by the right hand and asked her name, and said unto her, "Olive,
in the name of Jesus of Nazareth I command you to be made
whole." She was healed and made whole, in the twinkling of an
eye. She raised her- self and sat up in bed, called for her
clothes, dressed herself, walked around the room and sang
praises to God. It caused such rejoicing in the family that there
was no sleep that night. They accepted the gospel and the
family was baptized in May 1832 in the Clyde River, which
was near their home.

They started planning for an early journey to the west to join
the Saints in Ohio. It became a village concern. It was no small
task to sell 2,000 acres of land to reluctant buyers. Everything
was done by his towns people to prevent them from going with
the deluded Mormons.

It is of record that they sold a portion of his property for one-
fourth its worth and by September 1837 the teams were ready
and the family prepared to go to Kirkland Ohio. They turned
their covered wagons toward the setting sun. Before they left
Vermont they drove their teams to Waterford and stood
reverently over the graves of their beloved ancestors and baby.
Hillside flowers decorated the graves of some they would never
so honor again. A father, wife, three sons and daughters bid
adieu to life-time friendships and faced the land of promise in
a venture that for them opened the gates of Eternity.
I too wepted, partly with remorse and partly with joy, when I
read this my thoughts went back to the lovely fur trees and river
streams running close to their home and a farm of great earthly
riches, the hard work to make it so, the many friends and the little
playmates of the children. Great Grandfather being a very
prominent man, being Judge in that community, Great
Grandmother just getting well again so she could enjoy her
home and friends, then again, if it wasn't for them maybe I
wouldn't of found that opened gate to eternity, which I thank
them and God for having such Great Grandparents, for
having the courage and faith to leave their worldly possessions
and loved ones. It showed their faith for the everlasting Gospel.
"The Latter Day Saint's."
All the converts it seemed wanted to be near the Prophet and
help establish the new Zion. It had been four years since they
had first heard Elder Pratt and Johnson tell of the restoration
of the Gospel, the translation of the Book of Mormon, of the
mission to the Lamanites. It was 1832 that Joseph Smith and
Sidney Rigdon were tarred and feathered by an Ohio mob,
because of the new religion. It was at this time of religious
confusion and uncertainty that Great Grandfather Winslow
left Vermont and went to Kirtland, Ohio.
Traveling eight hundred miles up and down hills, fording rivers,
creeks, and when a road was found it was deep with mud or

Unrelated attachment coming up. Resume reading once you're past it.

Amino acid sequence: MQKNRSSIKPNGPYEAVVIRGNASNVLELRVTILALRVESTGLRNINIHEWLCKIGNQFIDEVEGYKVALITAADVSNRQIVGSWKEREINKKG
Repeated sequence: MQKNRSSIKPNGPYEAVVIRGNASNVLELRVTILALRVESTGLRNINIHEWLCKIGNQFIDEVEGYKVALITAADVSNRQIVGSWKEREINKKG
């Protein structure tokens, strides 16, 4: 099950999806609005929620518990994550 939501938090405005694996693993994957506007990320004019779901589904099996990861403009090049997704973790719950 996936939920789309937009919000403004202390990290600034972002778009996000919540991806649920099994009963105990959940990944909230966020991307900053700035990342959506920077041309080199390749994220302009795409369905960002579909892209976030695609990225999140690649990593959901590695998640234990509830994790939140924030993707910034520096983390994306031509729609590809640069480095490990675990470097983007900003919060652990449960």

dust. The horses and cows could not go too long or too rapidly
with heavy loads and time for browsing and feeding was
necessary each day. From early morning until three or four in
the afternoon was the usual time for travel. Then there was
wood to be gathered for the fire, water to carry, sometimes for
a great distance, grass or tree boughs for ground bedding, and
tending to the cattle. For their food supplies they would hunt
deer, grouse, and go fishing, these were the daily chores. The
camp was usually made by a small stream of water or by a
friendly lake. By nightfall some ten to thirty miles would have
been traveled. It was the first of Oct when the Farr's drove their
teams into the fast growing city of Kirtland, Ohio.
For miles away they could see the Temple On the top of the
hill. Grandfather, (Lorin Farr,) was the first to cry out,
"The Temple," Great Grandfather could hardly restrain his two
older boys from leaving the group, but a kindly voice told them,
"It will be there when you arrive." A brilliant shinning seemed
to emanate from the very walls themselves as the sun hit directly
on the front of the Temple.
Men of Northern Utah pp 177, The Ohio Guide Book, has this
to say. "Even the women joined in the undertaking, breaking up
their china and glass so that it could be mixed with the stucco
covering the exterior walls and bring about the glistening effect
noticeable today." They stopped their teams just outside the
village and reverently looked at the Temple and Father Farr
uttered a prayer of gratitude for himself and the family. The thrill
of accomplishment, the realization of their being near this
important work of establishing Zion actually shook off their
physical fatigue. The over worked father, his wife with a nursing
baby, young boys and girls who wondered if they would ever
reach Ohio alive, now realized their most cherished goal. The
boys and girls danced with joy while the mother sat in the heavy
wagon seat with tears of happiness. Her husband put his strong
hand on one of the faithful horses and took off his dust covered
hat, and said, "Mother now we can build a home in peace and
in the shadow of the Temple."
As an Elder he soon took his family to see the Temple, to
work on it and in it. He Saw a two storied sand-stone building
with an attic. The building being fifty by seventy nine feet in
size. Inside the beauty of the finished rooms revealed artistry
of the best trained carpenters and joiners. White oak, walnut
and cherry were the woods used for several rooms. The
stairways were graceful windings of the best possible artistry.
The pews and pulpits were all hand carved ornate with beauty.